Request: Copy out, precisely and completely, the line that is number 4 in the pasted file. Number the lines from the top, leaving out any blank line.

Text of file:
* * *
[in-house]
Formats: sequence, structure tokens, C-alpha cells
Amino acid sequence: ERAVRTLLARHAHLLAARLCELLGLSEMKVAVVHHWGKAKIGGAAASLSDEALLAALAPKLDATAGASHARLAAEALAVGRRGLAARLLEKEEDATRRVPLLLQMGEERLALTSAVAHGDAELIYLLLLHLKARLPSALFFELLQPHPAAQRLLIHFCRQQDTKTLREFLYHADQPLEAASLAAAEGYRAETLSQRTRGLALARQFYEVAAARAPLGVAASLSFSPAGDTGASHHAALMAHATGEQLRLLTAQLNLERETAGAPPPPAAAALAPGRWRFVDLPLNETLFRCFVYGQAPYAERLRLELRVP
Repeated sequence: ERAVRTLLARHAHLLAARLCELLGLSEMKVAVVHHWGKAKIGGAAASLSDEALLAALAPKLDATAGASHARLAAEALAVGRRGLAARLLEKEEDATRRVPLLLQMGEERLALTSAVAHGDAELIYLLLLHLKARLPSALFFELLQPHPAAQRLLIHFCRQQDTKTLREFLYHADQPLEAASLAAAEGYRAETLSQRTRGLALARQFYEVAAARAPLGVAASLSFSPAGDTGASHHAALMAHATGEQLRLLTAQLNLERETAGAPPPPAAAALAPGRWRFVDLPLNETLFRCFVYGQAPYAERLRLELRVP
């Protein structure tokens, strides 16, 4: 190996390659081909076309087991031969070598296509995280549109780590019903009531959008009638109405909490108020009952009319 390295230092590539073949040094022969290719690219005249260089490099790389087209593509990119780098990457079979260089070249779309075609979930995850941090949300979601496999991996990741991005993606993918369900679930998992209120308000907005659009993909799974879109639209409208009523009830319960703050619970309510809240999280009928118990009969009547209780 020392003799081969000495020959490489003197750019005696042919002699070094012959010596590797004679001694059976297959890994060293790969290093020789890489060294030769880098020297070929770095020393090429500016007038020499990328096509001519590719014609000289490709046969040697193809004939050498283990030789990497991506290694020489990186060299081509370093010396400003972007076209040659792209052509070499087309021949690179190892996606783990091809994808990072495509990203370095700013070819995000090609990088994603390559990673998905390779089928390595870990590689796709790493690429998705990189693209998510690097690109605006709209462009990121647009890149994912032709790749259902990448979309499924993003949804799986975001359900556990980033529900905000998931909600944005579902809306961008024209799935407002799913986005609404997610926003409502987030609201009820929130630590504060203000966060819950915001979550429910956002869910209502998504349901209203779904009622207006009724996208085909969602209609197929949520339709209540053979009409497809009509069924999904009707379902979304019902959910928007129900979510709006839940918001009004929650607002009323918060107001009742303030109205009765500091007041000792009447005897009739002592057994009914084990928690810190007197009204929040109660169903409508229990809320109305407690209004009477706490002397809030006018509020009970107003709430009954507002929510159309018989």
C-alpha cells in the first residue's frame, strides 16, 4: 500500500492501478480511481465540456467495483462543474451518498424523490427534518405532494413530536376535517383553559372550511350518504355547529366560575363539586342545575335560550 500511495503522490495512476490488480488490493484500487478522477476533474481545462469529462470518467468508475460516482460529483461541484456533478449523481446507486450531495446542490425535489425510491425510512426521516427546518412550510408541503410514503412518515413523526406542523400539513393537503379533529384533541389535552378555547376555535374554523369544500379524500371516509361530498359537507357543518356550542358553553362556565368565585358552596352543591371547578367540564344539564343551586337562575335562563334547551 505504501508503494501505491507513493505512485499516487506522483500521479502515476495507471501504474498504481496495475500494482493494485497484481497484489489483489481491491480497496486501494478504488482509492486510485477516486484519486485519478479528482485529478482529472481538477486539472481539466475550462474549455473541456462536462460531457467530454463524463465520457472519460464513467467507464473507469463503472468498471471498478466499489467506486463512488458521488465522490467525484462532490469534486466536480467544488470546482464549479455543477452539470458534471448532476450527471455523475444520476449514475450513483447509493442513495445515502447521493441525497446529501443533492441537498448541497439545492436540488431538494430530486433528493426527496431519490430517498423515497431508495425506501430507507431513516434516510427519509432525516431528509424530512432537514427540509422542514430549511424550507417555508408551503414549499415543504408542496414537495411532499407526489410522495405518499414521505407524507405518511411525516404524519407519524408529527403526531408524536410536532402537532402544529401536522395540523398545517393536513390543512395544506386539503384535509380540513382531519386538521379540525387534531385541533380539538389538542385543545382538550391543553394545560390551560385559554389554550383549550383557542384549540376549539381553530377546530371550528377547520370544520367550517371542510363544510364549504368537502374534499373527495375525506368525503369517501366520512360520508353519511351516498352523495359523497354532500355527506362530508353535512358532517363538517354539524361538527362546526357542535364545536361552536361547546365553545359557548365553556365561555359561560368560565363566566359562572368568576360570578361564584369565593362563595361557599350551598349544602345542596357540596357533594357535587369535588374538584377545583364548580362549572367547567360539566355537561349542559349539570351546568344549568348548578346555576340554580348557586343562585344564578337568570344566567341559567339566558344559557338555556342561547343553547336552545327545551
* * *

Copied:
Repeated sequence: ERAVRTLLARHAHLLAARLCELLGLSEMKVAVVHHWGKAKIGGAAASLSDEALLAALAPKLDATAGASHARLAAEALAVGRRGLAARLLEKEEDATRRVPLLLQMGEERLALTSAVAHGDAELIYLLLLHLKARLPSALFFELLQPHPAAQRLLIHFCRQQDTKTLREFLYHADQPLEAASLAAAEGYRAETLSQRTRGLALARQFYEVAAARAPLGVAASLSFSPAGDTGASHHAALMAHATGEQLRLLTAQLNLERETAGAPPPPAAAALAPGRWRFVDLPLNETLFRCFVYGQAPYAERLRLELRVP